Ocular Hypertension: Signs, Symptoms, Treatment
Just as we have blood pressure within our arteries, our eyes also have pressure. This pressure comes from the aqueous humor, the medical term for the thick liquid within our eyeballs. This pressure is called IOP for intraocular pressure, which simply means from within the eye.
Hypertension, commonly called high blood pressure or HTN, may occur within our blood vessels or the eye. When it appears in the eye, it’s called ocular hypertension. It may also be called high IOP, elevated IOP, or glaucoma.
The Aqueous Humor and Ocular Hypertension
Produced by an organ called the ciliary body located behind the iris, aqueous humor is a fluid that fills the front part of the eyeball. It gives the eyeball its shape and carries oxygen and nutrients to the lens and cornea.
The eye normally has a system for keeping the IOP from going too high or too low. It does this by regulating the amount of fluid produced by the ciliary body and keeping this in balance within the interior eye’s aqueous drainage system.
Elevated IOP may occur when too much fluid is produced or when it drains too slowly. Although some people may have a naturally higher IOP than others, and some individuals can also tolerate a higher IOP without damage, any eye pressure measured at over 22 milliliters of mercury (mm) is considered medically high IOP.
Elevated IOP, especially when sustained over time, is dangerous because it can cause damage to the optic nerve by compressing the delicate nerve until it can no longer function normally. High IOP can cause permanent vision loss, typically beginning with the peripheral vision first, and even total irreversible blindness.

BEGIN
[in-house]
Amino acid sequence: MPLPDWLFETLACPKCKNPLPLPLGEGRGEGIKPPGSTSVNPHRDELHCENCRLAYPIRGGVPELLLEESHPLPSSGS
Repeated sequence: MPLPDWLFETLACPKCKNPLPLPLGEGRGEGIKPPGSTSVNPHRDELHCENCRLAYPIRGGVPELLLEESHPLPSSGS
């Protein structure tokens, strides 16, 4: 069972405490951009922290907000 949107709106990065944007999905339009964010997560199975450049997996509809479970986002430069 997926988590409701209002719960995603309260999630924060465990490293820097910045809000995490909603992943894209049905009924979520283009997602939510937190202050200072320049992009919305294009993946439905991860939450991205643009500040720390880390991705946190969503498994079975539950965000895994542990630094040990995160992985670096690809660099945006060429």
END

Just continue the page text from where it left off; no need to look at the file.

Measuring IOP: The Tonometer and Puff Air Test
The damage from high IOP, the main feature of glaucoma, is typically painless and unobvious. In most cases, you are unlikely to have eye pain or redness. During a routine eye exam, your eye doctor will measure your IOP. If it’s over 22mm or there is reason to suspect glaucoma or damage from an elevated IOP, your doctor may order a visual field test.
This test measures your side vision to determine whether it’s within normal limits. IOP is measured in one of two ways: using an instrument called a tonometer or with a puff air test. A tonometer is generally more accurate because it measures IOP directly by detecting it through the eyeball.
A tonometer looks like a pen with a disposable pad on one end. The doctor loads a sterile, disposable pad on one end and holds the device by the other. Using a drop of anesthetic eye solution, the doctor briefly touches the eyeball with the tonometer. After a moment, it produces a reading.